Clinical Informatics: Is It the Right Field for You?

Marlene Busko

Disclosures

February 07, 2019

Get Involved Early, Experts Advise

"A medical student or resident who thinks [he or she] may be interested" in a career as a clinical informaticist "should get involved," Grasso advises, and he offers three practical suggestions.

Join a professional society. "First and foremost, join AMIA," urges Grasso, who also wrote about this for emergency medical residents. "They were really the force behind creating this medical specialty."

Get experience. "Second, find somebody working with medical data in your hospital," he continued. "There's probably a CMIO. Go find him or her and see what you could do to help. Get a little research project or something like that." Similarly, Desai stresses that "the first thing that medical students or residents that are interested in informatics should do is at least understand what the field involves."

"Get to know some of the people in the organization that are involved with those things," he advises. It could be the CMIO or someone on that team, or a safety or quality expert, or anyone else who uses an EHR to improve care at their local institution. "I think it is worth reaching out," he suggested, "if you have a division of informatics to see what the academic opportunities are for collaboration or maybe picking up a pet research project."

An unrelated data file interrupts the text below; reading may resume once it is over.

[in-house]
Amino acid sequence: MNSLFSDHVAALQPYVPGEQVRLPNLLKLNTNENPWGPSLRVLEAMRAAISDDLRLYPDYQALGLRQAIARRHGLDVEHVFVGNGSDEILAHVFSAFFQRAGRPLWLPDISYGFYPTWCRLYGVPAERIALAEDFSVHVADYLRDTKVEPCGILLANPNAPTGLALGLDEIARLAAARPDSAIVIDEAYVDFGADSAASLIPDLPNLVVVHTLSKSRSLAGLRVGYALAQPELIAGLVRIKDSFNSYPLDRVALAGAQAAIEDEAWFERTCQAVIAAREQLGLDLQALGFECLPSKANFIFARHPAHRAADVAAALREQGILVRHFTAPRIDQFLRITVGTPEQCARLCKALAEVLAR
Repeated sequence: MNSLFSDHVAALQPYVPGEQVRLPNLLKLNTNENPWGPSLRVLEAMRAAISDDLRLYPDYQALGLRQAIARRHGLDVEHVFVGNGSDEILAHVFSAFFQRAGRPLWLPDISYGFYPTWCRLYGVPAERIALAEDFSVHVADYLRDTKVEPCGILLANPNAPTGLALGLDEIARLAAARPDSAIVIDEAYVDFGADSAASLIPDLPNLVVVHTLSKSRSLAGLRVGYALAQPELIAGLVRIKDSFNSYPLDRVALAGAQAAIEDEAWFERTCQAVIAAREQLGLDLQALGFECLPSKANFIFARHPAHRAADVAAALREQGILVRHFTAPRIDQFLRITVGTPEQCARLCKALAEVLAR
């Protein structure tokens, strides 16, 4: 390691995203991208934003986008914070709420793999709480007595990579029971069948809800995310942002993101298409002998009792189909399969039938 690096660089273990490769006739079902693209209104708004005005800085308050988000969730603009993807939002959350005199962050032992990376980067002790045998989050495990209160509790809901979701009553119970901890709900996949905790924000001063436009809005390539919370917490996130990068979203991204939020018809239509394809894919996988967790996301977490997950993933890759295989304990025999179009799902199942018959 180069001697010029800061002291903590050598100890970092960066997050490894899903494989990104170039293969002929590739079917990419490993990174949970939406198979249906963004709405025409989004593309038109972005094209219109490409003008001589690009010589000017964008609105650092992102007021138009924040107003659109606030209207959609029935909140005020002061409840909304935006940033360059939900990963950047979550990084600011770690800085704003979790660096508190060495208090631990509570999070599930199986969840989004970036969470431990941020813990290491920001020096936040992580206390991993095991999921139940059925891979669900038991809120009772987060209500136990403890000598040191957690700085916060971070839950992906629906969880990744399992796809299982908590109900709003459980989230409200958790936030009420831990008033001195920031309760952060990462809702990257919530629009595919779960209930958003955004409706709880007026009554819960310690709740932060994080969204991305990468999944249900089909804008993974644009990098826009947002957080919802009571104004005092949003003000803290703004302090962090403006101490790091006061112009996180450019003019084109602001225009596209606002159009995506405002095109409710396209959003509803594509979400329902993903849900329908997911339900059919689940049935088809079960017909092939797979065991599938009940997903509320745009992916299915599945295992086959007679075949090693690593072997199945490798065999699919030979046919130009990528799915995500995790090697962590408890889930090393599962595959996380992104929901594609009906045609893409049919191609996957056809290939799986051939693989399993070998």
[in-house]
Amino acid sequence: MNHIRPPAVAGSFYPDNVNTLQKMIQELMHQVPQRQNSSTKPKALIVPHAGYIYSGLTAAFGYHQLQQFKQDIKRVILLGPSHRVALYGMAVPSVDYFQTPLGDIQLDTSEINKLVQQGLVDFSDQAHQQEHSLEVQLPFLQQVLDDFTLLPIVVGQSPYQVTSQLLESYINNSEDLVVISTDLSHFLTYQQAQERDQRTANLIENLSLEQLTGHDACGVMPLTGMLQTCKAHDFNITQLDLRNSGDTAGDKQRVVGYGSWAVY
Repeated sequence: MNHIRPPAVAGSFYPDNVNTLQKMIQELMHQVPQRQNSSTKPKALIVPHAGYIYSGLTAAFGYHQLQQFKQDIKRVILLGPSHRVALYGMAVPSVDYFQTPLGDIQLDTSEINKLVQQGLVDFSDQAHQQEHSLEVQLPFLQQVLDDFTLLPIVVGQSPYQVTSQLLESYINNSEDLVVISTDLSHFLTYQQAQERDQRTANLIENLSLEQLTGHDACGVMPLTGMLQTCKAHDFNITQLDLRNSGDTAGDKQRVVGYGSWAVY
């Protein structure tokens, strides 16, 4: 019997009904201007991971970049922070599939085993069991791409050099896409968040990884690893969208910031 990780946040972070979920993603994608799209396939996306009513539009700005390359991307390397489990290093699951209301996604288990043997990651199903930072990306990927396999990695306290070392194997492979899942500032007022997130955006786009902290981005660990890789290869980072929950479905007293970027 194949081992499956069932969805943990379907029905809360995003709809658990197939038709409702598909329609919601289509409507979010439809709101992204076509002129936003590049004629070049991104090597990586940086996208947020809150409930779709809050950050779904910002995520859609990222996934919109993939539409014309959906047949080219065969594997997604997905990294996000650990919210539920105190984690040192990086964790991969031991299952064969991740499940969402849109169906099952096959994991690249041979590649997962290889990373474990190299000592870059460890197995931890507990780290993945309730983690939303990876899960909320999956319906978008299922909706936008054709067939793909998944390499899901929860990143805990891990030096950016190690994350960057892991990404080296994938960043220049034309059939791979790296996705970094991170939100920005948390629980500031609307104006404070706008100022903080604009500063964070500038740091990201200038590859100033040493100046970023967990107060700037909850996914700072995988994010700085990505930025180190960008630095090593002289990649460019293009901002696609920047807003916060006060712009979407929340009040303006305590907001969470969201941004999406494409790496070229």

Read. "Start reading what's out there in the literature," Grasso advises. "The best place to start would be JAMIA. Medical students and residents are also urged to take advantage of educational opportunities. "Some institutions, such as ours," Desai said, "have an elective that residents can take, and there are ways for medical students too to get involved in informatics research."

"I think that early exposure is helpful as you are going through your training program," he added, "so then you are much better informed when it comes time to actually apply for an informatics fellowship."

Last Words

"I think it's a very rewarding career for people who enjoy working with technology, working with data, but also not losing sight of the patient and the practice of medicine," Hersh summarized.

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